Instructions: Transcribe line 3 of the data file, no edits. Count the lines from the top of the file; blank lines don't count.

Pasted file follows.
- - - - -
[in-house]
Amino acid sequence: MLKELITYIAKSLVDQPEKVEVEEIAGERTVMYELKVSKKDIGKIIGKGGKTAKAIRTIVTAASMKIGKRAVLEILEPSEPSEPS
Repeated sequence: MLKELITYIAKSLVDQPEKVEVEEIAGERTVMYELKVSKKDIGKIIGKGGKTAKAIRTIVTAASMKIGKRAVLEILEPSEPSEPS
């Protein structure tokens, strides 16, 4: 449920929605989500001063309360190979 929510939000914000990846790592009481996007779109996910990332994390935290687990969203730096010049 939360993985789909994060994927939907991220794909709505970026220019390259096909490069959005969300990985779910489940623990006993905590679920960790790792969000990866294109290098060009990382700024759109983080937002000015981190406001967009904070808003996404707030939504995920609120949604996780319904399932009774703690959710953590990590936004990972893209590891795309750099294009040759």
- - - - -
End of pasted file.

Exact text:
Repeated sequence: MLKELITYIAKSLVDQPEKVEVEEIAGERTVMYELKVSKKDIGKIIGKGGKTAKAIRTIVTAASMKIGKRAVLEILEPSEPSEPS